Beacon Tabs 2019 Down on the Farm - Page 6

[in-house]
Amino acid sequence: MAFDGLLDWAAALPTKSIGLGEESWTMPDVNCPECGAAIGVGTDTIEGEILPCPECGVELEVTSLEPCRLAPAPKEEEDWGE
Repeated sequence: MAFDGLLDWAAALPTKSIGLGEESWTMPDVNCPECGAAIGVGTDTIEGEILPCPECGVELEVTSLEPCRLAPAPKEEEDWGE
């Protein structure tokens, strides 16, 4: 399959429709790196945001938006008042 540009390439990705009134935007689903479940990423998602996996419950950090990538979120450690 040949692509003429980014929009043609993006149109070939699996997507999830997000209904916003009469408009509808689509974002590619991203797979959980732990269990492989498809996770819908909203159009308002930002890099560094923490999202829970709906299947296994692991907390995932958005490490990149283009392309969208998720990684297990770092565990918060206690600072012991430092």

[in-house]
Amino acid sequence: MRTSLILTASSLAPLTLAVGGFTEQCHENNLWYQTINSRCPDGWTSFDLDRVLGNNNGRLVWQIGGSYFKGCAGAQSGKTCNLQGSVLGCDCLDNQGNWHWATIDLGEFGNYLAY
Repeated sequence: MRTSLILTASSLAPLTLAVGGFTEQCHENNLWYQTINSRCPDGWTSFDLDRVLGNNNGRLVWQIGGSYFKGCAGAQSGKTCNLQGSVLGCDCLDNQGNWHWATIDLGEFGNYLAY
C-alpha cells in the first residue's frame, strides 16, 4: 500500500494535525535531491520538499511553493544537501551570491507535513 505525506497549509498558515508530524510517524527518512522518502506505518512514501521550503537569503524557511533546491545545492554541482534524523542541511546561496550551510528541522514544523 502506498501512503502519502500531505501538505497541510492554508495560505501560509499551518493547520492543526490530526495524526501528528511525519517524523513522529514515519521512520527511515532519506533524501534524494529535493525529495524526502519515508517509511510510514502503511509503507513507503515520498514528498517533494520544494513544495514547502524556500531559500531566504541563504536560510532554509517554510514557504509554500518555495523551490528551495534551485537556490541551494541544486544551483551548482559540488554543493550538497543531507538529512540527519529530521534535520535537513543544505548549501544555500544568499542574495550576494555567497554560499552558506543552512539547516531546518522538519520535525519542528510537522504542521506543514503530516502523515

Beth Scott | Beacon Milk prices aff ecting local dairy farms Daughertys also have 1,400 acres of grain they farm. Th ey are also planning to expand their dairy farm pro- By Beth Scott beth@coshoctoncountybeacon.com FRESNO – In 2014, milk prices were going strong and dairy farms around the country were thriving. Since that time, due to an overabundance of milk and farm- ers fl ooding the market, milk prices have decreased drastically. “You usually have fl uctuations from year-to-year, but this has been going on for fi ve years now,” said Bill Daugherty, a fi fth generation dairy farmer in Fresno. “It’s been a very challenging stretch for the country, the state, and the county. Dairy farmers have lost a lot of in- frastructure with dairies going out of business. If milk is their only source of income, it’s been a diffi cult stretch.” “So many people want to get out of the dairy busi- ness,” said Bill’s wife, Caroline. “It’s sad because it’s their livelihood and I’m sure their farm has been passed down from generation to generation.” To help supplement the decrease in milk prices, the “It’s been a very challenging stretch for the country, the state, and the county. Dairy farmers have lost a lot of infrastructure with dairies going out of business. If milk is their only source of income, it’s been a diffi cult stretch.” - Bill Daugherty duction. Currently, they milk 120 to 130 Holstein cows but plan to expand this summer to 220 to 240. Beth Scott | Beacon “We feel we need to become more eff ective, so we are looking to build a new facility with four robotic milkers and 220 stalls,” said Bill. “We are hoping to break ground this spring or summer and hope to be milking with the new machines within a year.” Th e Daughertys decided to install robotic milking about four or fi ve years ago and would visit other dairies throughout the country that had robotic milking as they traveled the country with their daughter’s basketball team. Robotic milkers can improve production of milk, decreases labor for the farmer, scans the animal for any health problems, and can tell which cows have and have not been milked. “We want to prepare ourselves for when milk prices comes back up on the upswing,” said Bill. “We want to take advantage of that time.” Th e Daughertys will also be constructing a new barn that will have a sand bedding fl ushing system where sand will automatically be fl ushed and recycled sand will be added to the stalls once a week. 16 TH ANNUAL SAVIN’ O THE GREEN OVER 200 USED CARS TO CHOOSE FROM! 0036_031319 740-622-0001 801 South Second St., Coshocton www.jeffdrennenford.com Brian Stillion 6-B THE BEACON Adam Mills Dave VanDyne Travis Williams Tiffany Johnson Jamie Rice www.coshoctonbeacontoday.com Hours: Mon- 9-8pm, Tue-Wed-9-6pm, Thur- 9-8pm, Fri-9-6pm, Sat-9-4 MARCH 13, 2019